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The Use of Students' First Language (L1) in the Second Language (L2) Classroom

By Meghan Morahan The issue of the use of students' first language (L1) in the second language (L2) classroom has been debated for many years. Steven Krashen, with his Natural Approach to language acquisition, proposed that students learn their second language much in the same way that they learn their first, and that L2 is best learned through massive amounts of exposure to the language with limited time spent using L1 (Tang, 2002). However, in recent years, focus has been shifting towards inclusion of L1 in the language classroom. Research has shown that the occasional use of L1 by both students and teachers increases both comprehension and learning of L2 (Cook, 2001; Tang, 2002; Wells, 1999). Teacher use of L1 Teachers often use L1 in beginning and intermediate classes to: · give instructions · explain meanings of words · explain complex ideas · explain complex grammar points (Tang, 2002) Many teachers find that the use of some L1 provides more time to practice L2 because understanding is achieved much more rapidly. The key with teacher use of L1 is that it be used for clarification purposes, after an attempt has been made to communicate ideas in L2 and students still appear to be confused. The idea is that L1 serves a "supportive and facilitating role in the classroom" (Tang, 2002), and not that it is the primary language of communication. L1 use also allows students to become more aware of the similarities and differences between cultures and linguistic structures, and thus

may improve the accuracy of translations. Finding cognates and similarities between languages builds up "interlinked L1 and L2 knowledge in the students' minds" (Cook, 2001). Student use of L1 Students often use L1 when doing pair work to construct solutions to linguistic tasks and evaluate written language. The use of L1 allows them to work within their Zone of Proximal Development, as proposed by Vygotsky (Wells, 1999). By working in pairs and using L1 intermittently with L2, students may be cognitively processing at a higher level with regard to linguistic tasks than if they were limited only to communicating in the language they are trying to learn. L1 vocabulary allows learners to use language which they may not yet possess in L2 in order to process ideas and reach higher levels of understanding. This applies both to social talk between partners and private talk intended for the learner alone. Social talk, as the name implies, is talk between peers for the purpose of conversing. Private talk is when learners talk themselves through a learning process. For example, in private talk, they might utter a non-standard L2 phrase and then self-correct: "No, wait, ...(L2 phrase corrected)." Private talk can also be used to deconstruct grammar in real-time as the speaker is using it, such as: "I like the milk...the milk? No, I like milk." However, it is important to point out that students who use L1 for communicative purposes in the classroom must also be expected to use L2 in the classroom to practice its use. Students use L1 while speaking in order to: · ask each other clarifying questions · express frustrations concerning their lack of understanding

· clarify meaning of words in L2 · find new words in L2 which correspond to already known words in L1 · use language to process complex concepts · build shared meaning while evaluating written tasks through shared discussion L1 use in written tasks is especially valuable because it helps to clarify and build meaning. It allows learners to repeatedly evaluate and clarify communication with regard to choice of content and register appropriate to the task (Wells, 1999). This re-evaluation is often done orally, in conversation with a peer or teacher or in private talk. Collaborative dialogue allows learners to build linguistic understanding concerning a number of language tasks. As Cook stated in her article "Using the First Language in the Classroom" (2001), "L1 provides scaffolding for the students to help each other." L1 with respect to cultural and linguistic identity Student attitude toward learning L2 greatly impacts their learning experience as well as the quantity and purpose of their L1 use in the classroom. Students who are forced to learn a language they do not identify with or find to be relevant will be more likely to overuse L1 to stay within their area of comfort. Many students find the exclusion of their mother tongue to be degrading to that tongue (Tang, 2002). On the other hand, if students feel that their home language is a valuable part of the language learning process, they are less likely to feel resentful about learning a second language. Conclusion The use of L1 in the L2 classroom by both teachers and students can be beneficial in the language learning process and may even be necessary for increased comprehension and acceptance of the new language by the language learners. This use of L1 is for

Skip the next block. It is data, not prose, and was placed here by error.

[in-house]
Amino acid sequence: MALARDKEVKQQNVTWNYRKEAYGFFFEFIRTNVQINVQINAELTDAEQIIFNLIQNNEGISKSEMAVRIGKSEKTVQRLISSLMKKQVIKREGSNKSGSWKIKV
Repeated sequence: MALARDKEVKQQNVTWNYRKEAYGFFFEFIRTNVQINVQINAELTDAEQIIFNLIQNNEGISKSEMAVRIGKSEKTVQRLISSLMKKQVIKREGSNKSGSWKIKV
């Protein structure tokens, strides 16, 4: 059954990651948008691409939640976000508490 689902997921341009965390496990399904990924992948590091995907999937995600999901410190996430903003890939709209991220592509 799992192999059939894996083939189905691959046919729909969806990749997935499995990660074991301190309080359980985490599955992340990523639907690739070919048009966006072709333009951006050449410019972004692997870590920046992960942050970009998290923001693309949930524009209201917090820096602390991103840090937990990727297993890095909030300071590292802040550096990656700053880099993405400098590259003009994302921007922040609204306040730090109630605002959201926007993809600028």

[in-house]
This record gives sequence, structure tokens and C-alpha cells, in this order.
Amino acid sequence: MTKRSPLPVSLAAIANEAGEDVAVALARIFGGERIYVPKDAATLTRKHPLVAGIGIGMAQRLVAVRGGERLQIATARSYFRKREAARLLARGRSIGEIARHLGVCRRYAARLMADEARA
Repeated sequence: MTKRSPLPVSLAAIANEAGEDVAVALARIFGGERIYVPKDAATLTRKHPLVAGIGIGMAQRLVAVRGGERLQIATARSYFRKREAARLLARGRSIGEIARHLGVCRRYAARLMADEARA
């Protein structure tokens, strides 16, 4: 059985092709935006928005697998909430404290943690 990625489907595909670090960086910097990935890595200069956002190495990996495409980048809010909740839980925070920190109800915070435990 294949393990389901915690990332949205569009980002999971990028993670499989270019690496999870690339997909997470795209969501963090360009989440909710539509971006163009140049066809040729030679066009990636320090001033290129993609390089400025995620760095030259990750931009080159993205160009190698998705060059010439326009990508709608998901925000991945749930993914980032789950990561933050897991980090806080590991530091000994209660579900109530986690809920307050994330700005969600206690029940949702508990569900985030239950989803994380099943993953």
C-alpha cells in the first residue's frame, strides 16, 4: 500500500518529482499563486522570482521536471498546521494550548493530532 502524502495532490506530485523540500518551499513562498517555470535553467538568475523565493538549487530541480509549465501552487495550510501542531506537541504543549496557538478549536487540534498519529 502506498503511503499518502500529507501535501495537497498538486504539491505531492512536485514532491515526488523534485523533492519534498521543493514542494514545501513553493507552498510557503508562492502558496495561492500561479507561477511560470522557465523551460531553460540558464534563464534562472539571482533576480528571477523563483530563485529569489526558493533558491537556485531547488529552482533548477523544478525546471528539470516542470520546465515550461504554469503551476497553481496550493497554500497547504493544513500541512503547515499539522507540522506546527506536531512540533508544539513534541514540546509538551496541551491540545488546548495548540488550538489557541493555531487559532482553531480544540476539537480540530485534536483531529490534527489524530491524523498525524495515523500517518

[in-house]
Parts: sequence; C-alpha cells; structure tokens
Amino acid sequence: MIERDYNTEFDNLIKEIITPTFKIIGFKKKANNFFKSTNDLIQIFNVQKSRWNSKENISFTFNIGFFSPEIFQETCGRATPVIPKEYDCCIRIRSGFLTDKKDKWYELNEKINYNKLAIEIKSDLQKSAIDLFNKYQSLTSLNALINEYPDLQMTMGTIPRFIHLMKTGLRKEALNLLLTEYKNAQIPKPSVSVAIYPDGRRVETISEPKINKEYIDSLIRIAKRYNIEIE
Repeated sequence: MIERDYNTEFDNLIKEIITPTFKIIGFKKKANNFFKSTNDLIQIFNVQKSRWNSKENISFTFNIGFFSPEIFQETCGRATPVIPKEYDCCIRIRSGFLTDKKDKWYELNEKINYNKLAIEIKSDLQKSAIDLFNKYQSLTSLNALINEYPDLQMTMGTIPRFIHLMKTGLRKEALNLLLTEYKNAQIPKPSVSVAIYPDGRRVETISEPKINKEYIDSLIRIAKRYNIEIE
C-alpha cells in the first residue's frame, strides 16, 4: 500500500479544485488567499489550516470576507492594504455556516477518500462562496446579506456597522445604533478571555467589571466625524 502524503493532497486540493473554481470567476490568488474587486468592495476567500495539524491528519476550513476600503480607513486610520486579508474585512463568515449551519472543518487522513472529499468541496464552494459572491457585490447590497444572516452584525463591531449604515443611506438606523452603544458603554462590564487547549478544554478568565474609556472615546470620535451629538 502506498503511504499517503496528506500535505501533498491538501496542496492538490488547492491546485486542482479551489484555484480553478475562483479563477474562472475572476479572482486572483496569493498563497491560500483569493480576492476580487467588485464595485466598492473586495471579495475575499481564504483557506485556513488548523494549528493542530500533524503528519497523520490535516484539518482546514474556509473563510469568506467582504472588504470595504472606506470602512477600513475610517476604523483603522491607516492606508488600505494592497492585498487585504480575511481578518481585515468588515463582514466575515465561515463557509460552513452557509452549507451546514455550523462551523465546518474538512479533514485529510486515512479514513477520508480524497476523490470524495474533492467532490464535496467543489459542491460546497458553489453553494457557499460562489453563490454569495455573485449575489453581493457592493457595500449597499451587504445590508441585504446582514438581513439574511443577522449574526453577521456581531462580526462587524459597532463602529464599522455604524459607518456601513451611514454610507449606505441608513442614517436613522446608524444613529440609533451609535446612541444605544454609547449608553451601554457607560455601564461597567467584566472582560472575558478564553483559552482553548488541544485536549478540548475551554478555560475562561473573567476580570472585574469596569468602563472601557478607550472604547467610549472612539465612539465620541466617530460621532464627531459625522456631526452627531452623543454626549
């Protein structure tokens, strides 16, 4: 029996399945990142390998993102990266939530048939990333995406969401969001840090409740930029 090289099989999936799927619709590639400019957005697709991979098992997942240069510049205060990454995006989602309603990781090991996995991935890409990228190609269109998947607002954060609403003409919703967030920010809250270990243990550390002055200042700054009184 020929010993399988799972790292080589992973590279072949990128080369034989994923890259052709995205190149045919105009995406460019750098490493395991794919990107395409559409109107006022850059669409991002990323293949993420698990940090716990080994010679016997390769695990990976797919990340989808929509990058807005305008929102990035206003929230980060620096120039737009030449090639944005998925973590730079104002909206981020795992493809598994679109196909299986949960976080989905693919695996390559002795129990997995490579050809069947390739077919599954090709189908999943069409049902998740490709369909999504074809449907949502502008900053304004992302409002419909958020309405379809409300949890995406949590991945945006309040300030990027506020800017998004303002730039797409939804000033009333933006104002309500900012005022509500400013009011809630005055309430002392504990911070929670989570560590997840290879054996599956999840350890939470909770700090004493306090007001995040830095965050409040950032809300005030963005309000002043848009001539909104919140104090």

clarifying purposes and should not be the primary mode of communication either by the students or teacher(s) in the L2 classroom. Once an appropriate balance is achieved, the use of L1 will enhance an L2 classroom. References Cook, V. (2001). Using the First Language in the Classroom. Canadian Modern Language Review, 57(3). Tang, J. (2002). Using L1 in the English classroom. English Teaching Forum, 40(1), 3643. Retrieved Aug 10, 2007, from Wells, G. (1999). Using L1 to master L2: A response to Anton and DiCamilla's "Sociocognitive functions of L1 collaborative interaction in the L2 classroom." The Modern Language Journal, 83(2), 248-254.


The Use of Students' First Language (L1) in the Classroom

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